Officials are actively scrutinizing their state’s CHIP finances to determine how long their current funding will last and are trying to figure out if there is any way within their already stressed budgets to extend CHIP once federal carryover and redistribution funds have been exhausted. For example, Arizona is one of the first states expected to exhaust their available federal funds and officials there are considering using money from the state’s “rainy day fund” to continue CHIP coverage. This is not an option for most, as a growing number of states are struggling to address budget shortfalls or address unexpected costs resulting from multiple natural disasters that occurred this year.
Reality is setting in as an increasing number states (MN, AZ, WA, CA, OR, UT, and DC) exhaust their available 2017 carryover allotment and receive their limited redistribution funds from the Centers for Medicare & Medicaid Services (CMS). Without federal funds, most states will need to shut down their CHIP programs and in doing so must consider state notification requirements, costs that the state will incur to close this program, and more. So, why haven’t states sent notices to families warning that the program will shut down? During NASHP’s conference, officials voiced concerns that termination notices could create unnecessary panic for families that could result in far-reaching ramifications that may take months or years to nullify.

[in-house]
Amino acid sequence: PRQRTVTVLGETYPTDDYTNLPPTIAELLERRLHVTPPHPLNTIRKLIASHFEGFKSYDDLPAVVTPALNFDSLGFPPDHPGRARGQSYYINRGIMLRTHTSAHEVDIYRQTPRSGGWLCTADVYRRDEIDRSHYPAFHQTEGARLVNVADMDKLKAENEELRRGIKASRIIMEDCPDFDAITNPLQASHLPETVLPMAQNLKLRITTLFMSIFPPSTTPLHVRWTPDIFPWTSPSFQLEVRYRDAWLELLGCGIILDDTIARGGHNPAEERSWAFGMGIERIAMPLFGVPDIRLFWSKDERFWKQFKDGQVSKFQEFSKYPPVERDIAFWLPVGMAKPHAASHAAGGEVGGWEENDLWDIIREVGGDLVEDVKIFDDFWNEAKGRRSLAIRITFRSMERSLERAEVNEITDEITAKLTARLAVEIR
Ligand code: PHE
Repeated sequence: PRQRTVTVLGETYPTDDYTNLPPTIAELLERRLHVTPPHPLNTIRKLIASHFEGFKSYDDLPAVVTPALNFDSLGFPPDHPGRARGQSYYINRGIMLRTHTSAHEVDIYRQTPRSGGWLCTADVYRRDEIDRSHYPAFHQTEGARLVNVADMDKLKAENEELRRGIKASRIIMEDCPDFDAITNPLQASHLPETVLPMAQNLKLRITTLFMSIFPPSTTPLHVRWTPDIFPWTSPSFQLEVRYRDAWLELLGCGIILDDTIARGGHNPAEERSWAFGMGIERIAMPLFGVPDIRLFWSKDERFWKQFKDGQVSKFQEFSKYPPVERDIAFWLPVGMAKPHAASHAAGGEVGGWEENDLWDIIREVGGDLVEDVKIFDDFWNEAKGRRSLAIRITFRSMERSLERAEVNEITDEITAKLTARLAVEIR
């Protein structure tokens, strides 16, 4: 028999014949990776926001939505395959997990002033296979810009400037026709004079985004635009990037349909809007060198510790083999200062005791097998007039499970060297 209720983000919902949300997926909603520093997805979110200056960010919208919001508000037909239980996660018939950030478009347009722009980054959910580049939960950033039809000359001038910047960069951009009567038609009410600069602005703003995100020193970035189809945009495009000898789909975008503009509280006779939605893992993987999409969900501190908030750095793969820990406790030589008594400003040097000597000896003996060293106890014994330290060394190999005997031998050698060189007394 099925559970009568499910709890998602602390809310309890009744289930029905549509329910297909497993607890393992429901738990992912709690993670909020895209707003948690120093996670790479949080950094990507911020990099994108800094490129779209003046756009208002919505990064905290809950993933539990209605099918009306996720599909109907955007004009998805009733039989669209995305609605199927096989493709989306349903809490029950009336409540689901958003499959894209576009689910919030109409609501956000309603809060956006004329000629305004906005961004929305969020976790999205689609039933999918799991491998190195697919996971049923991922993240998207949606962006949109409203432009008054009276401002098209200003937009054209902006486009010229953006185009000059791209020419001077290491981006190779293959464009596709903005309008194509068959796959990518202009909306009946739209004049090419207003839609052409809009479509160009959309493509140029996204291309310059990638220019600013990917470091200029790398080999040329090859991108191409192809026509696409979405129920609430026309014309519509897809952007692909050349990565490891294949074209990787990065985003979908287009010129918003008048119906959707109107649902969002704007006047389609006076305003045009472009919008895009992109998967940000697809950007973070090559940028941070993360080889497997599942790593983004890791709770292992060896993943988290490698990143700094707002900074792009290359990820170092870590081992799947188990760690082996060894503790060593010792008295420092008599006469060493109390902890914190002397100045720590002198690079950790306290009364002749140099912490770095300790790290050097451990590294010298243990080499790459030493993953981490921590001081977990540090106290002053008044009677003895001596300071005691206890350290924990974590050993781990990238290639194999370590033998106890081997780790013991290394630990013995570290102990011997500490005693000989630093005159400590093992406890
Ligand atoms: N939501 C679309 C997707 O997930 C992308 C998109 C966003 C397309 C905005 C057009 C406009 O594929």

Officials know from some states’ experience from freezing enrollment and establishing wait lists for CHIP approximately15 years ago when the block grant’s funding was not adequate that those changes can instill distrust of the program for families. Officials fear parents may disenroll their children sooner than necessary or not renew their coverage. There is also a concern that knowing a child’s coverage is limited will influence medical care decisions, particularly for longer-term treatments. And if Congress does extend federal funding for CHIP after termination notices are sent, states will need to send another notice letting families know they can re-enroll. Officials fear that not all families will re-enroll their children in CHIP if they perceive it to offer unstable coverage. And finally, there is a cost to states to develop, generate, and send notices.